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Author Topic: This puzzling business of "35mm lens equivalent"  (Read 18899 times)
AlfSollund
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« Reply #120 on: January 20, 2012, 02:26:32 AM »
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Good point! If you don't point the camera in a different direction but use a different focal length of lens instead, have you not also taken a different photo?

Why would it makes sense to compare two photos that are very different in content and composition, as a result of the focal length of lenses used being different, but not make sense to compare two photos of precisely the same subject taken from the same distance, with the shot using the longer focal length being turned at a slight angle out of necessity?

Perhaps the definition should be changed along the lines, "Perspective in photographic images is affected by both distance to the subject and angle of view." Grin

If you point the camera in the same direction and change focal lenght you take the same photo with a different crop. You might also take a different photo due to different DoF and different real-world characteristics of different lenses but thats not whats being discussed.

The difference between two photos with different focal lengths is that tele one has a subset of of the content, with exactly equal composition and perspective as the wide (DoF might differ). And nobody else than the ones ignorant of perspective would want to compare these, since the result is given as most of us know.

If you change the angle of the camera you change the distance to subjects since its a 2-D representation of 3-D. You actually tilt the angle of the 2-D plane capturing the 3-D. Try this: point the camera directly towards a building so that vertical lines of building are parallel. Then slowly tilt the camera up or downwards. What happens? The lines start to not be parallel. This is not because the building are starting to tilt when you move the camera.

So you don't need to state "by both distance to the subject and angle of view" since changing the angle means changing the distance.

I'm sorry to say that you are arguing with the last 1000 years or so of knowledge on simple geometry  Grin.
« Last Edit: January 20, 2012, 02:28:29 AM by AlfSollund » Logged

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Rob C
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« Reply #121 on: January 20, 2012, 02:31:32 AM »
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"Bear in mind that by turning slightly to the left in order to take the shot of the sign, I have not changed the distance from the camera to the sign and have therefore not stepped outside of that definition that perspective is only affected by distance to subject."

But you have, Ray, you have changed everything.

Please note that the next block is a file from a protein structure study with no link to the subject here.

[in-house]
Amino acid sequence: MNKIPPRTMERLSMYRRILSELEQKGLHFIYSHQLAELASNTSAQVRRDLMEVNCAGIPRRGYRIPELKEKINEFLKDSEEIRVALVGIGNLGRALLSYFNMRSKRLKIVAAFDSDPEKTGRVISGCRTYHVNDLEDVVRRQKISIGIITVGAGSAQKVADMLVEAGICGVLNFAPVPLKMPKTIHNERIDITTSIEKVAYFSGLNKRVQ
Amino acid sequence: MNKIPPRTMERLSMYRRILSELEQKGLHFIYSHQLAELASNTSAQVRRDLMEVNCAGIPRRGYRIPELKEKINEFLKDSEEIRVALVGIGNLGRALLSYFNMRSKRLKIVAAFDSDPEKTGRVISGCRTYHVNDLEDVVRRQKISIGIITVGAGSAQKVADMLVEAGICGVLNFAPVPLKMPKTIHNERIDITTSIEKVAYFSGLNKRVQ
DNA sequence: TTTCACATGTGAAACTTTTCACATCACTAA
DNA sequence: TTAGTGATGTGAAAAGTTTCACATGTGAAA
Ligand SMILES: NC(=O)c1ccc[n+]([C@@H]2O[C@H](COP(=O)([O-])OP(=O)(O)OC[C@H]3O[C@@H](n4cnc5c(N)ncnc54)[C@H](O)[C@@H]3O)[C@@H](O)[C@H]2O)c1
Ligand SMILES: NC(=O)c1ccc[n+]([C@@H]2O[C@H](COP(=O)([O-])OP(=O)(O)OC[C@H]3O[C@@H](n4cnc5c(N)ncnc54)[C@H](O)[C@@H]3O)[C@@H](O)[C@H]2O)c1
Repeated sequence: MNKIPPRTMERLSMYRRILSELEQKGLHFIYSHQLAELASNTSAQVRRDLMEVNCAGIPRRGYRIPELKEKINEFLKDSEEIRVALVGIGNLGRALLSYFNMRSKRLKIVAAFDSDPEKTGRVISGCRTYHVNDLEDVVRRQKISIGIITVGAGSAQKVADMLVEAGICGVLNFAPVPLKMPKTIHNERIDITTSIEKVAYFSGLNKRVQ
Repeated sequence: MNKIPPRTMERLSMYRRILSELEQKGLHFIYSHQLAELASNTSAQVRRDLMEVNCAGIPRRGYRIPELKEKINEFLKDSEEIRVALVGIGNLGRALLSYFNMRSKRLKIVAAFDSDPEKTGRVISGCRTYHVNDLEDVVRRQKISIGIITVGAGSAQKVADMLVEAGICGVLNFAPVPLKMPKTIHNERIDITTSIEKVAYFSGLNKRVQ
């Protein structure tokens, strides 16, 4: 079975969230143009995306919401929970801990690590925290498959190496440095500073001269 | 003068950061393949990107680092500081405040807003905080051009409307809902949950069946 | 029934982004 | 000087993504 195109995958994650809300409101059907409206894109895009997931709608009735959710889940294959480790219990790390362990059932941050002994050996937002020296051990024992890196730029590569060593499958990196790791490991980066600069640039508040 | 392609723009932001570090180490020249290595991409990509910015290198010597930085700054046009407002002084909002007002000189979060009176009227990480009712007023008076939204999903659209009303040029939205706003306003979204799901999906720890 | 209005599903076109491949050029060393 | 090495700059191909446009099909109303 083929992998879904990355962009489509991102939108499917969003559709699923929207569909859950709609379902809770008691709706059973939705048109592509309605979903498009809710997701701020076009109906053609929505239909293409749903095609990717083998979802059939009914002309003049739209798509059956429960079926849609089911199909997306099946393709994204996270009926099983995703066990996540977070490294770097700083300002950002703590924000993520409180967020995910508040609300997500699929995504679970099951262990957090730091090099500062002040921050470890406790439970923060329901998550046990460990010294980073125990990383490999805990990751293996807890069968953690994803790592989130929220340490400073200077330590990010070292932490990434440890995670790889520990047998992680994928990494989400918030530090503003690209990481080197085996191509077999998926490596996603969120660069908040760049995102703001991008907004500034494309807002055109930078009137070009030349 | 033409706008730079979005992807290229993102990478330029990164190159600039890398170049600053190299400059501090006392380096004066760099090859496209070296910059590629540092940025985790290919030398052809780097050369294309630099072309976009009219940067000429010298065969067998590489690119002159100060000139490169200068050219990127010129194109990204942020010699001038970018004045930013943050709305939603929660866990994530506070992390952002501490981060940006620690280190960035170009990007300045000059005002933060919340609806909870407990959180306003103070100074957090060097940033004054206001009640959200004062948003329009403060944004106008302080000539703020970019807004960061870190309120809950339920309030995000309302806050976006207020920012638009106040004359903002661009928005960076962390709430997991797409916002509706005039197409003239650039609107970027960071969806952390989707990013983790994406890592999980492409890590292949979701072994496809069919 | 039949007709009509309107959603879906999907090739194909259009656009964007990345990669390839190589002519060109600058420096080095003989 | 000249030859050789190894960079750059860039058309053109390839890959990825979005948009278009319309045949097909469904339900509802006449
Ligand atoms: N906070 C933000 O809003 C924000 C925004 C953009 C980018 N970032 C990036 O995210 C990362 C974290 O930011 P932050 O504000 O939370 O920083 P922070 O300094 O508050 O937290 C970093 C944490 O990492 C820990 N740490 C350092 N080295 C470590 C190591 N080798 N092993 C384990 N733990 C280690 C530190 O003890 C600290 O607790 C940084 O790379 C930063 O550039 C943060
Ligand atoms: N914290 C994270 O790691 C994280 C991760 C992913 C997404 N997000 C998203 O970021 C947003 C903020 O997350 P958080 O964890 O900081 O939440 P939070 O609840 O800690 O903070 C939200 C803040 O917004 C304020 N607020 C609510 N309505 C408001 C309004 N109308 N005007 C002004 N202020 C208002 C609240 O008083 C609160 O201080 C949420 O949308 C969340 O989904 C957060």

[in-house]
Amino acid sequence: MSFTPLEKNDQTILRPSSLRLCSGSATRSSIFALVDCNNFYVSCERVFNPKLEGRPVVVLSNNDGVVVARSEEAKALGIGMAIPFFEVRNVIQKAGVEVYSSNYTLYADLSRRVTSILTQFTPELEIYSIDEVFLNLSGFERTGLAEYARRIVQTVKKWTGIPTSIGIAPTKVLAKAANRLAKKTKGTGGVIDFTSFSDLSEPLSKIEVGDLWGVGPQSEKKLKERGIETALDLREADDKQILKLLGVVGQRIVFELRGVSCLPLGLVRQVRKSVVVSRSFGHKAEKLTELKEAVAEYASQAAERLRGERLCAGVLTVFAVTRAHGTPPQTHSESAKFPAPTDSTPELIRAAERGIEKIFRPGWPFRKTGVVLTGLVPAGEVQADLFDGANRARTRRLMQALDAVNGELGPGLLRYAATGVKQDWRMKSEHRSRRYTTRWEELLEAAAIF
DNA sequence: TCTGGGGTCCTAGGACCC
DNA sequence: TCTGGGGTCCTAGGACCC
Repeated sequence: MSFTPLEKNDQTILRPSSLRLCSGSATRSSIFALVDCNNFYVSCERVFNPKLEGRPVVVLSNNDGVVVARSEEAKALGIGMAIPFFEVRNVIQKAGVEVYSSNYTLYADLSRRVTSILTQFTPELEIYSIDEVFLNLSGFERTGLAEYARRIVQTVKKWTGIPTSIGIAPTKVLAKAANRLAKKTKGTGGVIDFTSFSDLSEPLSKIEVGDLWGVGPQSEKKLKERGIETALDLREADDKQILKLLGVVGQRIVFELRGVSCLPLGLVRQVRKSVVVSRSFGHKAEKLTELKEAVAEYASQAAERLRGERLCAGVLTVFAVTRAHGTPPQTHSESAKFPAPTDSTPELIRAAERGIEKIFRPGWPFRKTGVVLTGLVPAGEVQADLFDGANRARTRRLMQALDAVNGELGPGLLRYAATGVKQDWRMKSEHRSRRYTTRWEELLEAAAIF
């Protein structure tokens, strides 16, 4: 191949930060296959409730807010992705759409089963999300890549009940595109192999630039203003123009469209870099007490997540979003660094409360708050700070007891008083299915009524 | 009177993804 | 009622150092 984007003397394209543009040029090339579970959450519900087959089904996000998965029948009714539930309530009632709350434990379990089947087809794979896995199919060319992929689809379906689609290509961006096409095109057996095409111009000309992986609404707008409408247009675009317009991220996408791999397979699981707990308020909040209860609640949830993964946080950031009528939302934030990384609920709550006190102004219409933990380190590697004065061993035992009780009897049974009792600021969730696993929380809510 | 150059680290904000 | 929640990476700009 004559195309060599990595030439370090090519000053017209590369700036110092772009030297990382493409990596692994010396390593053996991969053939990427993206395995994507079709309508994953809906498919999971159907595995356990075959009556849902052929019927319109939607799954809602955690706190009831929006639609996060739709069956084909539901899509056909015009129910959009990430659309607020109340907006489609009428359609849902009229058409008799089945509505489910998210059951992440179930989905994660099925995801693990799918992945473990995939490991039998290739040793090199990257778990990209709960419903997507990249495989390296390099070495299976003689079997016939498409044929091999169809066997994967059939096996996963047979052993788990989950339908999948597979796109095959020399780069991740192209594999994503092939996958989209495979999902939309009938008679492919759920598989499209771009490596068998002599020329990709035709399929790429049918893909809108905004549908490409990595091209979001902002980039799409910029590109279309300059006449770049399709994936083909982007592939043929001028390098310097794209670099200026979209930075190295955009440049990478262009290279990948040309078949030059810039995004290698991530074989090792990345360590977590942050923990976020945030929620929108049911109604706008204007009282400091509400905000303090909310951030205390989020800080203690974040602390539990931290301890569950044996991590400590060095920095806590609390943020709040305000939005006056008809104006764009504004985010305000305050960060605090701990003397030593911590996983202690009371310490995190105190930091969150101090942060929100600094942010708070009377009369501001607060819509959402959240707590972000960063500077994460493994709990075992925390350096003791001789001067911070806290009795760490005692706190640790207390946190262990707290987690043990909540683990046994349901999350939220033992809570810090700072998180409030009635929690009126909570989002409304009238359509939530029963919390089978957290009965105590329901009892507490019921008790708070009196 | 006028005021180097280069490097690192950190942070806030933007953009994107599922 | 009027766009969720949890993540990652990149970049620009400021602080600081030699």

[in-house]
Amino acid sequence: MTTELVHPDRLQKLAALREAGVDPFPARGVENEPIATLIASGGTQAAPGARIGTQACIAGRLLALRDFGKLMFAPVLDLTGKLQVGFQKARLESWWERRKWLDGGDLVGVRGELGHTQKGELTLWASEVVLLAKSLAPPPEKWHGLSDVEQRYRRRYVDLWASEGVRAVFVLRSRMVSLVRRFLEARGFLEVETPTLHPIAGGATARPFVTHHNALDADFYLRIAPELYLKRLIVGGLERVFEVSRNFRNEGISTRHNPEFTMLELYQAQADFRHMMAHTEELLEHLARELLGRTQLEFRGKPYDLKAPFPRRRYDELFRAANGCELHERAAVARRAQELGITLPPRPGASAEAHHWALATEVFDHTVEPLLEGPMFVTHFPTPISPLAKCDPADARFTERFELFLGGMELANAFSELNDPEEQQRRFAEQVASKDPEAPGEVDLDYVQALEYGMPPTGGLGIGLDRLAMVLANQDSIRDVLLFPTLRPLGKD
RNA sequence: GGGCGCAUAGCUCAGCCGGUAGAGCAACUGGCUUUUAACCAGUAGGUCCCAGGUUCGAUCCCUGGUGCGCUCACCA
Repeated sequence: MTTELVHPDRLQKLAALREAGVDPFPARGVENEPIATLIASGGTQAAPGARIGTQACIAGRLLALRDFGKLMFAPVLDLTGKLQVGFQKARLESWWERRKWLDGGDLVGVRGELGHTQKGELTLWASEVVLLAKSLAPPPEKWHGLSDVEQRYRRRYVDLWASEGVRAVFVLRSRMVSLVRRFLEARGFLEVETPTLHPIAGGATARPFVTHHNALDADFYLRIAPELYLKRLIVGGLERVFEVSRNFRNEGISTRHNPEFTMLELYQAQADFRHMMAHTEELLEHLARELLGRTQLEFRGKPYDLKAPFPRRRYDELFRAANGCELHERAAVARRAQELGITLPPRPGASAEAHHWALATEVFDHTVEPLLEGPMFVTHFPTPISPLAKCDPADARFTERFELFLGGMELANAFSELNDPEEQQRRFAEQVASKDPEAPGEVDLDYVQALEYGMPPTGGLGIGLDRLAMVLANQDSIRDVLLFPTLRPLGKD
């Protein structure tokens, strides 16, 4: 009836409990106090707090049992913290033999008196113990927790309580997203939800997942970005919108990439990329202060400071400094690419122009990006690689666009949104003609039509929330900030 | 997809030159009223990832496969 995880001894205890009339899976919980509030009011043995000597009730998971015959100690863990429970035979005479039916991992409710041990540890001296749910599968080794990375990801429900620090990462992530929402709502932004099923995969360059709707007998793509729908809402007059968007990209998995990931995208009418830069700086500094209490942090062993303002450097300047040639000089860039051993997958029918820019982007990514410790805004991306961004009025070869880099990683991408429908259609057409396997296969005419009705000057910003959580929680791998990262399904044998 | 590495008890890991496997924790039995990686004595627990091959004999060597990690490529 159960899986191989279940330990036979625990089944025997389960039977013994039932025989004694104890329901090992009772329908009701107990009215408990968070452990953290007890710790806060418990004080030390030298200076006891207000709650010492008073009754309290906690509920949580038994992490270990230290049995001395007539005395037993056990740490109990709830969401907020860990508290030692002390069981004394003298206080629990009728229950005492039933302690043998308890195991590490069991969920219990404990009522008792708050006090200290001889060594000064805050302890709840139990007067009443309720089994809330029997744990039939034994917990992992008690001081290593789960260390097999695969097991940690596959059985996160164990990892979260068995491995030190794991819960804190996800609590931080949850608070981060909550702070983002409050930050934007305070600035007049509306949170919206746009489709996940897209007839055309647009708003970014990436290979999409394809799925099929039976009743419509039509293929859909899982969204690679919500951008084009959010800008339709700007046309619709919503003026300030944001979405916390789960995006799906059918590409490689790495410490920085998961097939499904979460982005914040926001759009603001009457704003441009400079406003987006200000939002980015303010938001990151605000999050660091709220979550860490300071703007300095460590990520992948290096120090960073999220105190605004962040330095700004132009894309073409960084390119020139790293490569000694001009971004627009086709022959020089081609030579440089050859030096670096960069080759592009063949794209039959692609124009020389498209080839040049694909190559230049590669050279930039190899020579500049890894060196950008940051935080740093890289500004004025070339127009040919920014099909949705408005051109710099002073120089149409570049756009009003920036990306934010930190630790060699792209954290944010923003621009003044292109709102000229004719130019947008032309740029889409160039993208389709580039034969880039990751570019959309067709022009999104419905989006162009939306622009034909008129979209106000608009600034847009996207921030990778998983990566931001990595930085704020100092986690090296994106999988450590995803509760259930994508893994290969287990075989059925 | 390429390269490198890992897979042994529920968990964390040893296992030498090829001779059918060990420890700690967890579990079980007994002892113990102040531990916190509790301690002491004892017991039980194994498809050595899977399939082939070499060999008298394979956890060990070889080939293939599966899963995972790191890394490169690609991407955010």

The entire concept of the thing is about a single shot. The moment you introduce movement, you might as well use a ciné camera and go the whole way. Or just a paintbrush.

The matter of equivalent focal lengths isn't about moving cameras, it's about difference or sameness within a single exposure. Anything else is another matter and irrelevant to the question being posed.

But you already knew that, you advocating devil!

;-)

Rob C

« Last Edit: January 20, 2012, 03:11:13 AM by Rob C » Logged

Jim Pascoe
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« Reply #122 on: January 20, 2012, 02:47:19 AM »
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Erik,
You're a very sensible and scientific sort of guy. Can you offer any proof that the perspective of a photographic image or composition is dependent only on the distance from the lens to the subject?

So far, in this thread the only proof that has been offered is the fact that converting a wide-angle shot to a narrow angle shot of the same effective focal length, through cropping, results in identical images.

Well that doesn't seem like proof to me, the fact that two lenses of equal focal length produce identical pictures when used from the same position. That's pretty obvious, isn't it.

The problem as I see it, is the absurdity of claiming that non-identical pictures can have identical perspective, as in the two examples attached.

The wide angle shot was taken with a 24mm lens. The image of the sign was taken with a 140mm lens equivalent. Whether I took the shot of the sign with an actual 140mm lens attached to my D700, or cropped the 24mm image to simulate a 140mm lens, possibly makes no difference, except in resolution, but maybe it does. This is something I hope you can clarify.

(1) If I had used a real 140mm lens for the shot of the sign, from the same position, I would have needed to turn slightly to the left in order to capture it. Would that have changed the angle between the top of the sign and the top of the frame?

(2) In the full-frame shot it is surely evident that a fairly wide-angle lens was used. Experienced photographers would guess that the lens used was somewhere between 20mm and 28mm, based on the perspective evident in the image.

Would experienced photographers be able to guess the focal length of the lens used to capture the sign only. Does the perspective in the image of the sign only, give any clues?